I have paid into a system of social security and workman's compensation for the sixteen years of my employment in corporate america. Here's a scenario to help illustrate my point: "If my business where to fail to thrive this year for whichever reason, there is not a single benefit as a self-employed person in America in Mr. Obama's stimulus plan for me. I have no bailout. Perhaps organized business is a route to take. Demanding more from our elected officials who love us because they can tax and fee us to no end. We are the first to be demonized when labor has a gripe. What many people forget is that most of our large corporations started as small mom and pop companies. The Abbott Laboratories, the Johnson and Johnson and The Ford Motor Company as examples. As they grew, they were able to employ more and more people. Giving them the means to a better future. The risk was squarely on the shoulders of the company's founders and I am sure, like myself they were reminded daily of that risk especially during trying times.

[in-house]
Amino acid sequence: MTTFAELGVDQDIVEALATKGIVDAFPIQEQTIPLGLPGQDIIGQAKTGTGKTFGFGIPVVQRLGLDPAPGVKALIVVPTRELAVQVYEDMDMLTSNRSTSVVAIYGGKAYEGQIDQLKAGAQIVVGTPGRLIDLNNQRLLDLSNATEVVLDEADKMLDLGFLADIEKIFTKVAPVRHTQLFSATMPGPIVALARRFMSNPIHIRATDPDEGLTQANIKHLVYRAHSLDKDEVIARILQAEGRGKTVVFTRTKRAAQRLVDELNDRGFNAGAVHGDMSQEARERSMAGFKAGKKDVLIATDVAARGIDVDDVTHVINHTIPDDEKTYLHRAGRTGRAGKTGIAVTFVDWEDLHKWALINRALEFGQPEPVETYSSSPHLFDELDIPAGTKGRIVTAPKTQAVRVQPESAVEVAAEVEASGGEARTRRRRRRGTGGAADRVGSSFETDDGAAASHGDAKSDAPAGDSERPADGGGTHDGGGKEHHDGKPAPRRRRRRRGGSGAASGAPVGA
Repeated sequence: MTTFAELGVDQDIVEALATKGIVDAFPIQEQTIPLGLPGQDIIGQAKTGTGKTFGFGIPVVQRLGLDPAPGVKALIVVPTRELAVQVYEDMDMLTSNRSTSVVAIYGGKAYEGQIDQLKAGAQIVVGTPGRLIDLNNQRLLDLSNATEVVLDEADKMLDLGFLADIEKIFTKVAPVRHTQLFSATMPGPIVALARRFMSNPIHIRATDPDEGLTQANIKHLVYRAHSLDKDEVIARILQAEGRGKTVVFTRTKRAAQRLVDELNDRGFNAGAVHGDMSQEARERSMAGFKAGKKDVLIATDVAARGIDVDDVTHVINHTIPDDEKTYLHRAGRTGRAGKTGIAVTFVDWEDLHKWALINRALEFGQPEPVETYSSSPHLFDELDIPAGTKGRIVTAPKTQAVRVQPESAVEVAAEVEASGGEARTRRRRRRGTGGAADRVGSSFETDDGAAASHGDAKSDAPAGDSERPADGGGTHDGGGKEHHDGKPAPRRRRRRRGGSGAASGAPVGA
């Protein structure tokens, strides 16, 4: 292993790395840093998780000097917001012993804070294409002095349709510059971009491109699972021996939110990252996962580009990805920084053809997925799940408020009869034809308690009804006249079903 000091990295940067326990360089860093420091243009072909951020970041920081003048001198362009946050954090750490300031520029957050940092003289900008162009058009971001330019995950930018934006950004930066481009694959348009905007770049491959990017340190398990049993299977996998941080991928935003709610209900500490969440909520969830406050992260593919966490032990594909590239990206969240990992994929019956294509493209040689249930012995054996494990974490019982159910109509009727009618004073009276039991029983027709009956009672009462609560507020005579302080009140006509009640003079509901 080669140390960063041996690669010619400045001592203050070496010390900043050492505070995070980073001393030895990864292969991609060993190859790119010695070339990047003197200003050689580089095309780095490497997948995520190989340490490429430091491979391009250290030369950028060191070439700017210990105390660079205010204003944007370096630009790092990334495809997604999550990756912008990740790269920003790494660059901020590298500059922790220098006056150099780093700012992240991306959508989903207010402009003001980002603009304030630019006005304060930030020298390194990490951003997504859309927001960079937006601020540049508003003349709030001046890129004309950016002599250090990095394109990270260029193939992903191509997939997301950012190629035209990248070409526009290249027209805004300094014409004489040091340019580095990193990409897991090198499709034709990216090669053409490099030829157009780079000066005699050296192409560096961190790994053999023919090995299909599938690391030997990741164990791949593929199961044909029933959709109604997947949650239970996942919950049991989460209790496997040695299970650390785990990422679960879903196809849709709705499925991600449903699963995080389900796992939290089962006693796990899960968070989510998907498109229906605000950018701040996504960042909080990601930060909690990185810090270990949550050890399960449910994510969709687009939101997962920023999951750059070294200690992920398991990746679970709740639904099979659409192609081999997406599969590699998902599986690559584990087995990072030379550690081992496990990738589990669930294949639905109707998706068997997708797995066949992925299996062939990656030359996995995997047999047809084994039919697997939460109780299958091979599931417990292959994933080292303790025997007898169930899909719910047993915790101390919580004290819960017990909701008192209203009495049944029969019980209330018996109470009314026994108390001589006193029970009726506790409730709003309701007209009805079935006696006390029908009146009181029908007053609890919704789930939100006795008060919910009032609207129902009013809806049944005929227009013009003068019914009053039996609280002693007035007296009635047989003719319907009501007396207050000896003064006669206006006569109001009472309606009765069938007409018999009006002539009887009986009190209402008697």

The enclosed passage on primate research caught my eye because is spoke to the plight of the average Joe. The worker 'Bee' who is either motivated or not based on what he is being incented with. The perception of inequity as a primal instinct. The author takes it one step further and makes the connection to bailouts and the lack of motivation. The topic of the day.
I'll take it even one step further than that, to the perspective of the small business owner. Sometimes, it feels like we live in the land of cucumbers and the elected officials live in the land of grapes. They make decisions that disfavor small business- but want us to be around to employ.